One of the most interesting aspects of the interview process is the subject of discussing career advancement.
When discussing requirements, nearly every hiring manager often desires ambitious candidates and realises the importance of hiring people who want to exceed expectations, look to grow and develop new skills and qualities that can benefit the overall organisation.
Yet when it comes to decision making time, things can be very different.
In fact, in many cases hiring managers turn down candidates because they believe they are too ambitious. We’ve all experienced instances where candidates are told they are “too big” for the role, or when the hiring manager is worried they’ll stay for six months and then leave for a bigger opportunity elsewhere.
Or even worse, for hiring managers to fell threatened by hiring ambitious people since they might even have their eyes on the manager’s own position.
Nothing could be further from the truth.
In ten years as a recruiter, I can say with confidence that the best hiring managers are those who hire ambitious people. The people who are interested in career advancement. The rare individuals who want to contribute more than what the job spec says. The ones who become future leaders and allow both themselves and their hiring manager to move up, develop and grow.
Asking questions about career advancement and development opportunities in an interview doesn’t mean a candidate is bored by the job on offer. It means they’re looking to go the extra mile and want room to grow.
Here are some reasons why great candidates ask questions about career advancement.
It shows ambition
Top performers always want more.
Whether it’s an athlete looking to break more records, an entrepreneur wanting to create an even bigger business or an inventor pushing the barriers of possibility to the extreme, without ambition civilization would stand still.
Without ambition, the best you can achieve is mediocrity, and more often sub-performance and failure. And in today’s ultra-competitive business world this simply isn’t enough.
By asking questions about career advancement in the interview process, candidates demonstrate they are looking to prove themselves and earn further responsibility. That they possess ambition.
It’s ambition that breeds innovative ideas. It’s ambition that causes a salesperson to keep going even when the odds are stacked against them. It’s ambition that makes working long hours and making sacrifices worthwhile.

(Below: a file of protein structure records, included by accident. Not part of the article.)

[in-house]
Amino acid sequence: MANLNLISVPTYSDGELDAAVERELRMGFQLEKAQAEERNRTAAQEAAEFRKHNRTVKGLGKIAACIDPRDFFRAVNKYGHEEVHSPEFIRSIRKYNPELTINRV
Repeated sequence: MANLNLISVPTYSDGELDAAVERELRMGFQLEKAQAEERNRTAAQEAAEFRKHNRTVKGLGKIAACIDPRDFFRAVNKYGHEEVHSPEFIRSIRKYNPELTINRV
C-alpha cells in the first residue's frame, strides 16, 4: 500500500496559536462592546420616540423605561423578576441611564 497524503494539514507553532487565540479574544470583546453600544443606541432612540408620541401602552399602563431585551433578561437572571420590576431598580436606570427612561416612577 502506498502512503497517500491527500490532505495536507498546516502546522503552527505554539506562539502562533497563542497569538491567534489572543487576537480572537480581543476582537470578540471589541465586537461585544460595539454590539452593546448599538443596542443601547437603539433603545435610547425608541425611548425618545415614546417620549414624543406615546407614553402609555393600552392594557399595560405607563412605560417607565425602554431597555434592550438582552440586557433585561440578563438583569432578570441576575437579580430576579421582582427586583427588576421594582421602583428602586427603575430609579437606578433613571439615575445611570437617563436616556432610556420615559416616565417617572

Ambitious workers means ambitious performance.
It shows honesty
Want to hear the ironic thing?
Nearly everyone is ambitious.
In over a decade as a recruiter working with over 15,000 candidates I’ve still yet to meet a single person who doesn’t want more. What differs is what our ambitions are and how much effort we are prepared to put in to make them happen.
The best hiring managers realise that candidates who ask questions about career advancement during the interview process have the confidence to ask direct questions that most others are simply to afraid to ask. They are honest enough to say what’s really important to them. They quickly demonstrate transparency and trust that is both rare and valuable.
Most candidates simply say things they think the hiring manager wants hear.
The best ones aren’t afraid to express their own ambitions and desires.
It prevents disappointment
But perhaps most importantly, by understanding a candidate’s ambitions and desires before employment, hiring managers can reduce something that occurs every day in the business world.
Candidates who ask about career advancement are excercising their own due diligence. They create a safety valve that allows hiring managers to determine whether or not they can actaully match what the candidate themselves is looking for. Rather than both hiring manager and candidate presume that they’re both looking for the same thing, it actually increases communication and transparency.
Great candidates understand that interviews are not simply about trying to to land every single job opportunity. They’re about exchanging information, managing expectations and exploring ambitions on both sides.
And then determining if there is a match.
Great candidates minimise the risk of disappointment.
You’d like more work ethic. You want better performance. You’d love more commitment.
In return what most candidates want is simply the chance to advance and grow.
The best hiring managers never view candidates who focus on career advancement as potentially less interested in the current job on offer. They view them as people who are just interested in growing and adding more and more value each day.
With people like that, any hiring manager will be successful.
Do you offer career advancement?